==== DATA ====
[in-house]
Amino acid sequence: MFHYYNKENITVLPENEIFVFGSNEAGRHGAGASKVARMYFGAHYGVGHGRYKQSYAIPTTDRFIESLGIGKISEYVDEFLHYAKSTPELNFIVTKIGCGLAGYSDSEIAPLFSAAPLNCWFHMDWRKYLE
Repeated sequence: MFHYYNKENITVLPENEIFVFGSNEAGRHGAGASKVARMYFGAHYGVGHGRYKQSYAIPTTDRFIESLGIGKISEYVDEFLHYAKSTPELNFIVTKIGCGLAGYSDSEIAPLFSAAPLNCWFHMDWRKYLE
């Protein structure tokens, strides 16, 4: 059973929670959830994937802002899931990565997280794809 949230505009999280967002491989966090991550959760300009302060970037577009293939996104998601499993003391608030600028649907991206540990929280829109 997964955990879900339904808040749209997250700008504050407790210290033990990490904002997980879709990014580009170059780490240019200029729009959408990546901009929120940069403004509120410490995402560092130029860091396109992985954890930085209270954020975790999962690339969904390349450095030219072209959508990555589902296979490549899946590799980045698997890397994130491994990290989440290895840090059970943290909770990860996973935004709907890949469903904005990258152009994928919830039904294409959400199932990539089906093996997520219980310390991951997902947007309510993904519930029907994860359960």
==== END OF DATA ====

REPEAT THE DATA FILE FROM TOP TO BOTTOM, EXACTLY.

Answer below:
[in-house]
Amino acid sequence: MFHYYNKENITVLPENEIFVFGSNEAGRHGAGASKVARMYFGAHYGVGHGRYKQSYAIPTTDRFIESLGIGKISEYVDEFLHYAKSTPELNFIVTKIGCGLAGYSDSEIAPLFSAAPLNCWFHMDWRKYLE
Repeated sequence: MFHYYNKENITVLPENEIFVFGSNEAGRHGAGASKVARMYFGAHYGVGHGRYKQSYAIPTTDRFIESLGIGKISEYVDEFLHYAKSTPELNFIVTKIGCGLAGYSDSEIAPLFSAAPLNCWFHMDWRKYLE
């Protein structure tokens, strides 16, 4: 059973929670959830994937802002899931990565997280794809 949230505009999280967002491989966090991550959760300009302060970037577009293939996104998601499993003391608030600028649907991206540990929280829109 997964955990879900339904808040749209997250700008504050407790210290033990990490904002997980879709990014580009170059780490240019200029729009959408990546901009929120940069403004509120410490995402560092130029860091396109992985954890930085209270954020975790999962690339969904390349450095030219072209959508990555589902296979490549899946590799980045698997890397994130491994990290989440290895840090059970943290909770990860996973935004709907890949469903904005990258152009994928919830039904294409959400199932990539089906093996997520219980310390991951997902947007309510993904519930029907994860359960």